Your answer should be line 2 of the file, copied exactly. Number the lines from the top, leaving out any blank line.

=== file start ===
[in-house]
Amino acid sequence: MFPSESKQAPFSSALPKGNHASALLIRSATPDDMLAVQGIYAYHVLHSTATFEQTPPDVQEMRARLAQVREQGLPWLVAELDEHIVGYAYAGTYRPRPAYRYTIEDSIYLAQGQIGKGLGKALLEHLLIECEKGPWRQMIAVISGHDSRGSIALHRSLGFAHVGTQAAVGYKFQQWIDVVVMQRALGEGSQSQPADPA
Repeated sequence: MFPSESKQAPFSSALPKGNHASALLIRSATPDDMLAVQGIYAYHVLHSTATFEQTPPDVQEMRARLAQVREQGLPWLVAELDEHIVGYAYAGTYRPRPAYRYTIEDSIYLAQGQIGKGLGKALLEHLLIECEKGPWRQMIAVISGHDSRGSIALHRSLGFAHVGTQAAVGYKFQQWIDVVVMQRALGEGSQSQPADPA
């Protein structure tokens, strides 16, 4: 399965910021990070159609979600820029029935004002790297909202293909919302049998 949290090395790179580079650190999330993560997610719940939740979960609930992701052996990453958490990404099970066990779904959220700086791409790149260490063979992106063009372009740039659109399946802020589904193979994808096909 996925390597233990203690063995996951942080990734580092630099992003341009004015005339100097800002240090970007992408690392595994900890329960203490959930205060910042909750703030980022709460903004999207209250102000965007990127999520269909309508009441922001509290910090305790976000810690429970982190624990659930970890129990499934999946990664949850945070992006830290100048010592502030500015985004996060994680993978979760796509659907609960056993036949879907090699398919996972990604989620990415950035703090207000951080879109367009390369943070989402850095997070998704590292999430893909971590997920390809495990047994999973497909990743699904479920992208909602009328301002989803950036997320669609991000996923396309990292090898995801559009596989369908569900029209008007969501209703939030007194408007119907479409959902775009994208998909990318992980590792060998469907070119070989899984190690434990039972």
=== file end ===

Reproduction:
Amino acid sequence: MFPSESKQAPFSSALPKGNHASALLIRSATPDDMLAVQGIYAYHVLHSTATFEQTPPDVQEMRARLAQVREQGLPWLVAELDEHIVGYAYAGTYRPRPAYRYTIEDSIYLAQGQIGKGLGKALLEHLLIECEKGPWRQMIAVISGHDSRGSIALHRSLGFAHVGTQAAVGYKFQQWIDVVVMQRALGEGSQSQPADPA